I’ve been quiet since May, quietly working back towards health and smarter cycling, and I have news. I started radio silence right after announcing that I would not start the Almanzo, a 100-plus mile gravel event, back in May. I was devastated when a work trip sidelined me with nerve pain, helping me decide that I shouldn’t start the event and risk being off the bike for a large portion of the summer. Before I get to the good part, I need to give some backstory for the newer readers. Note the picture above. Those are what I affectionately refer Read More
I didn’t go to the start line of the Almanzo yesterday. I’m ok with my decision if I think about it rationally, but the emotional parts of me are angry, frustrated, exhausted, and incredibly sad.
I tend to oscillate between extremes, either living with the accelerator slammed down or jamming on the brake. If you’ve read my blog before, you probably already know where this is going.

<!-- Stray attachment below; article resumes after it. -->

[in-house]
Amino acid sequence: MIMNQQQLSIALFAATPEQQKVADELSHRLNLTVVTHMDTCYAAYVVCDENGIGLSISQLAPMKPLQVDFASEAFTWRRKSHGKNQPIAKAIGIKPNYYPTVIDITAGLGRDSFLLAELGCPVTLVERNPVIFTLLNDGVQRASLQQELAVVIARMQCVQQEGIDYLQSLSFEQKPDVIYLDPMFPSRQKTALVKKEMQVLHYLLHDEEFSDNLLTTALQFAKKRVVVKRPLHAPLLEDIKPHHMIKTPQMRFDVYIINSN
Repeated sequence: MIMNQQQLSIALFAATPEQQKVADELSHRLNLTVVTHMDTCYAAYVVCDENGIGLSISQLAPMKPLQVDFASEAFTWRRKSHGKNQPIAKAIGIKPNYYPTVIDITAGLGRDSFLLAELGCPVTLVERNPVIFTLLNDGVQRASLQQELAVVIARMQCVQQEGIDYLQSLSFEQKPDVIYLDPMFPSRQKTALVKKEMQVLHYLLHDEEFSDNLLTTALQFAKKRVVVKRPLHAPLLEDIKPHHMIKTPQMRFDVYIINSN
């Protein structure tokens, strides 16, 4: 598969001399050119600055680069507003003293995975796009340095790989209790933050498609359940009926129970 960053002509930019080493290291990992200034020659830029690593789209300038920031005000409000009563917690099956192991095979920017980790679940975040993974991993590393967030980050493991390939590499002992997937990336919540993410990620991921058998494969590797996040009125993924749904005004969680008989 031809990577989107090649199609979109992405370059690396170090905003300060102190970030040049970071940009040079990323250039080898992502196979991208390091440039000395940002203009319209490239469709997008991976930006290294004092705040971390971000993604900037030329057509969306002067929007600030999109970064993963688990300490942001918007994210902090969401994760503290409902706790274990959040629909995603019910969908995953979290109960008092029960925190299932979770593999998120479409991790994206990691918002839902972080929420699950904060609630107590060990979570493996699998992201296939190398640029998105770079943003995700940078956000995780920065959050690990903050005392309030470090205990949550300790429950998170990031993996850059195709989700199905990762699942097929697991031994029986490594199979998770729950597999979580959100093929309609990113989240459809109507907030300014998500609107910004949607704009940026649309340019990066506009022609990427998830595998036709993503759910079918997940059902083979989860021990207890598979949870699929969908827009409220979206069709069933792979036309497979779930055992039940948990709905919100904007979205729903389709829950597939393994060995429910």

18 months after lumbar spinal fusion, I finally feel like I’m on a steady upward trend. More miles, weight loss, and I’m hosting group rides again!
I went into this week not knowing how the Jesse James 100 miler would go. I was out of town again for a decent portion of the week, and I’ve learned that work trips are hell on my back. My nerves were frazzled this morning, that’s for sure.
Last weekend I decided that I should go on my former normal Saturday morning group ride and try to get over my fears. It had been months since I had gone. The last time I went, I hammered to stay attached, got dropped, and ended up with back spasms. Not good. How did it go this time?
Unbeknownst to me, I had chosen to ride a route that contained a Strava segment called “meth teeth” in southern Missouri. I mean, what could possibly go wrong?! I was coming off of a great 115 mile ride earlier in the week and felt invincible.
What a difference a year can make. It was this time last year when I started falling down the stairs, unexpectedly, intermittently. At first it was subtle …
I never even saw the breakdown coming. I had a number of beautiful weeks in November and December of what I call “the renaissance”, the time when my back barely hurt, my legs weren’t numb or oddly painful, and biking was goooooood to me.
…I can look back on the year and know that I constantly pushed to my limits almost every single damn day, and sometimes past them, in an effort to get back to feeling like “me”.